5 Things Other Queer People Should Never Say to Ace and Aro People

It’s no community if we aren’t showing solidarity to all members.


Content note for discussions of ace/aro/aphobia.

Ace and aro inclusion in the queer community is still a tense topic. Aphobia, acephobia and arophobia are often rampant. There is some support in the community, but there are also a lot of loud and angry voices which can drown out messages of solidarity. It could be overwhelming for ace and aro folx. Here are five things which should never be said to any asexual and/or aromantic person.

1) “Nobody experiences oppression for not experiencing attraction”.

This isn’t just offensive; it’s also false. A big part of queerphobia towards gay, bi and pan people is that they don’t experience exclusive attraction to people of a different gender. Being queer is about being considered an ‘other’ and asexual and aromantic people definitely fit that category. Furthermore, ace and aro people regularly experience harassment, queerphobia and hatred based upon their identities. There are also systematic stuctures in place that make life far more difficult; this ranges from it being cheaper to actually be in a relationship (and while ace and aro people can have relationships, the centring of sexual and romantic relationships in life is erasive), laws around consummation and marriage, marriage tax breaks, difficulties in having children if single, the pathologising of ace and aro identities and implication they are mental disorders or that people are somehow broken.

2) “You’re just straight really”.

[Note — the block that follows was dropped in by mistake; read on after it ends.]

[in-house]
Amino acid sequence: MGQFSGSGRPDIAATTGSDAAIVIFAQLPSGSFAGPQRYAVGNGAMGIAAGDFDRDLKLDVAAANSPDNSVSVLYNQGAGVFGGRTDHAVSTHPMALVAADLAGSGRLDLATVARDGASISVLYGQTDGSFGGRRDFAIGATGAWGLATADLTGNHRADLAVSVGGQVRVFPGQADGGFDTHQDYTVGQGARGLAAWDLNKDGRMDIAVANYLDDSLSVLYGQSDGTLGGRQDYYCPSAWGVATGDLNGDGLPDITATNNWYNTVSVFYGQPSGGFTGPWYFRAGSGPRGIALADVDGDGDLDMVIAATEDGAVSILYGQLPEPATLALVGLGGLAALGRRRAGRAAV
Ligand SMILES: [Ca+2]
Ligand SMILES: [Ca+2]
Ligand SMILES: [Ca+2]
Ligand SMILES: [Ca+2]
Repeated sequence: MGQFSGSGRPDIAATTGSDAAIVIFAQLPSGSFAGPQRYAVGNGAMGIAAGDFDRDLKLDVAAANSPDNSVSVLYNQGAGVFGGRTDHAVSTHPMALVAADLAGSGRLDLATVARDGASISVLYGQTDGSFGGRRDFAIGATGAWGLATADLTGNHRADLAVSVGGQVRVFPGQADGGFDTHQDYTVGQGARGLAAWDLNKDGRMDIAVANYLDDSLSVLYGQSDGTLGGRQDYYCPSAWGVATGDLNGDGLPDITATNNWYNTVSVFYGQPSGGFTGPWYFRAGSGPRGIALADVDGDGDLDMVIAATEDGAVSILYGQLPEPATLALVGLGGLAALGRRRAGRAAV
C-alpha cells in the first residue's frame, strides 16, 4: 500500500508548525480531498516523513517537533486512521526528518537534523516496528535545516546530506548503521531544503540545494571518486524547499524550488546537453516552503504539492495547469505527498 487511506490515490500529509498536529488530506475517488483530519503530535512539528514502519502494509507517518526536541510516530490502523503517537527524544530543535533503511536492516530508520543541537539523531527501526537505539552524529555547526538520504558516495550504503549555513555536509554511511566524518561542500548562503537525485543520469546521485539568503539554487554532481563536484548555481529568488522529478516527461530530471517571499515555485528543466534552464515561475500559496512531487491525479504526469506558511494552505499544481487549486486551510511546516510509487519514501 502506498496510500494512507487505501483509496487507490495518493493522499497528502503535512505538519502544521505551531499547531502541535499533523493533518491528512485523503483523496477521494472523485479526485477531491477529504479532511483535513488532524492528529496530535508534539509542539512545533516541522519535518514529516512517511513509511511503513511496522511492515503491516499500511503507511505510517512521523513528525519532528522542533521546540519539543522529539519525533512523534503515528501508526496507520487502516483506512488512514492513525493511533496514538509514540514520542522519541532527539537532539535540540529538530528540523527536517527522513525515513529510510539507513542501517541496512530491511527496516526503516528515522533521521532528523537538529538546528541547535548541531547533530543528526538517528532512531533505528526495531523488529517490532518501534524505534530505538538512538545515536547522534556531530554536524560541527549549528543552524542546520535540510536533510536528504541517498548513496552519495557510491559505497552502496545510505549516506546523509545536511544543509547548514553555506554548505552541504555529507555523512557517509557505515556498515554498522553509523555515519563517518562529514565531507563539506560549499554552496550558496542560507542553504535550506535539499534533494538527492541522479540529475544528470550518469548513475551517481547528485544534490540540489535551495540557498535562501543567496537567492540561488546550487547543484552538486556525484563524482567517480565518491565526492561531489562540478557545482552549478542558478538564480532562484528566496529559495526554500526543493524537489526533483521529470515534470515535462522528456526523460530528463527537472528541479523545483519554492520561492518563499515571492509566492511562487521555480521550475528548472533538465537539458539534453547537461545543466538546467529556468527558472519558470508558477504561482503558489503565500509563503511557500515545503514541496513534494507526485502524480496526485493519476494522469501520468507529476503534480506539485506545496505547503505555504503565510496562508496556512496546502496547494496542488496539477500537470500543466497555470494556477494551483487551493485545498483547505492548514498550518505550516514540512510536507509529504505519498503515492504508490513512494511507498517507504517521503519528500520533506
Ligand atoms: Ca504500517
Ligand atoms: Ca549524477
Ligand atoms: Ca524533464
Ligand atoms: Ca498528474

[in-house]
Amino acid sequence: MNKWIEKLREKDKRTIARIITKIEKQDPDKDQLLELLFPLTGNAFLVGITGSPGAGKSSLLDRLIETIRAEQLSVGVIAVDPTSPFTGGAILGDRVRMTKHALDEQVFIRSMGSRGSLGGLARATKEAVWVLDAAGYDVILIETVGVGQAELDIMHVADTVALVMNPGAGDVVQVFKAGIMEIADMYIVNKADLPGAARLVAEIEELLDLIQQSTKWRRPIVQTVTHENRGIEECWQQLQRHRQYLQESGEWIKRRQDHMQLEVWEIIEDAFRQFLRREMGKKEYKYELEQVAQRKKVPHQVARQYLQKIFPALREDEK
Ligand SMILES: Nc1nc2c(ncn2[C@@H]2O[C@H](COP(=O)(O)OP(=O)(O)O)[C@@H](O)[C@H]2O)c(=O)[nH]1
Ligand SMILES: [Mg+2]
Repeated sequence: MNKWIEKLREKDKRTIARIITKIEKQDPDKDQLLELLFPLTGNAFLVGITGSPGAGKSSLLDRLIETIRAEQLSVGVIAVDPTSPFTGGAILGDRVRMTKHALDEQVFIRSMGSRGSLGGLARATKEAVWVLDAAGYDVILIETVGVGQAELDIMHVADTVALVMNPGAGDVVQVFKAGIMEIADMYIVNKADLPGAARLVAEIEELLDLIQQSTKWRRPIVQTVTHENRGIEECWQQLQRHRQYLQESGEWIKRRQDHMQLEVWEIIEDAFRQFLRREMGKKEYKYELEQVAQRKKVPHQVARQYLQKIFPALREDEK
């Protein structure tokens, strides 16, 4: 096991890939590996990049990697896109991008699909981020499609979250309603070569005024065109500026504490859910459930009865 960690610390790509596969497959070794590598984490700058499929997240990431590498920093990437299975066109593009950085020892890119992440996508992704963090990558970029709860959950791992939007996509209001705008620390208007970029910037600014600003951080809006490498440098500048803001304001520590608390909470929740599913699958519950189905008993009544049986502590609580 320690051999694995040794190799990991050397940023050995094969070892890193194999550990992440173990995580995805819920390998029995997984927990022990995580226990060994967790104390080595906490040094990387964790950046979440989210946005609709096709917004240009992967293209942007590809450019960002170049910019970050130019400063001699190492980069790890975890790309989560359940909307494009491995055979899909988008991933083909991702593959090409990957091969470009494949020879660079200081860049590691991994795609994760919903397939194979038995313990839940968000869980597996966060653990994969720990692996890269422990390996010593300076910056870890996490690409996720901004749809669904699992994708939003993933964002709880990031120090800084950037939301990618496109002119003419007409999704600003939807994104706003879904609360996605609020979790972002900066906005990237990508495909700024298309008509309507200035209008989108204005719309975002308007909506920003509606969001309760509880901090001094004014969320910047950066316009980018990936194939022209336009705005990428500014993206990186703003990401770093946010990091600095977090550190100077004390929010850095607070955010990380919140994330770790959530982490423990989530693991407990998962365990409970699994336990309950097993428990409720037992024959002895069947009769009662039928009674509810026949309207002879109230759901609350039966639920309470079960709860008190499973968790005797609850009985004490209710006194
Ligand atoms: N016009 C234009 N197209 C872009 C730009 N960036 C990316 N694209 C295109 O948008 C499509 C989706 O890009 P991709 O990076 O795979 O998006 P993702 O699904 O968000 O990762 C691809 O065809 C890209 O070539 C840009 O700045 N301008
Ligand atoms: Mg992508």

It’s a phrase that has been used against basically every queer person who isn’t gay, and it really needs to stop. People know their identities. Nobody else has the right to talk over them or try to define them. Stay in your lane.

3) “Queer spaces aren’t your spaces”.

Queer spaces are ace and aro spaces too. Queer is a wide umbrella, and it should be inclusive to all of those whose gender, sex, sexuality and/or romanticism go against what is accepted in society. If queer spaces aren’t being accessible to ace and aro people, then they aren’t really queer spaces – it’s more likely they’re just for LGB people (sometimes just L or G).

4) “If you don’t like queer spaces then leave”.

This is a line that could come straight out of the UKIP playbook. Queer spaces should constantly be evaluated. We should be addressing whether they are inclusive towards all members of the queer community and that includes ace and aro people. It also means making sure they’re accessible to queer people of colour, queer sex workers, trans people and queer disabled people. Pulling up the drawbridge is a philosophy that only privileged people use to try to protect their own power. By reaching out though, we’re empowering the wider queer community and making sure nobody is left behind.

5) “Ace and aro people are oppressive to real queer people”.

Such a statement is a tactic to shift culpability from aphobic people to frame ace and aro people as inherently abusive. It is also one of the most dangerous statements that asexual and aromantic people will often hear. It is immediately erasive of their identity as a queer person, and positions asexuality and aromanticism as outside of ‘queer’ which is just not true, nor the place of alloromantic and/or allosexual people. It also ignores the arophobia, acephobia and aphobia from within the queer community. There are harmful myths, for instance, that aromantic people are oppressive because they “chuck and fuck”. This is a smear against aromantic identities. It also insinuates that people are owed romantic love, or some sort of attachment which is emotional coercion. Aromantic and asexual people are made to feel wrong for their identities, which is exactly the same oppression and hatred at the heart of all queerphobia. Ace and aro people aren’t oppressive for existing, but people who say they are actually are the ones being prejudiced.

Asexual and aromantic people have a place in the queer community – if they so choose. It should be about their choice whether to identify as part of the community or not. Nobody has any right to drive people out when they experience the same root oppressions as everyone else who is queer.

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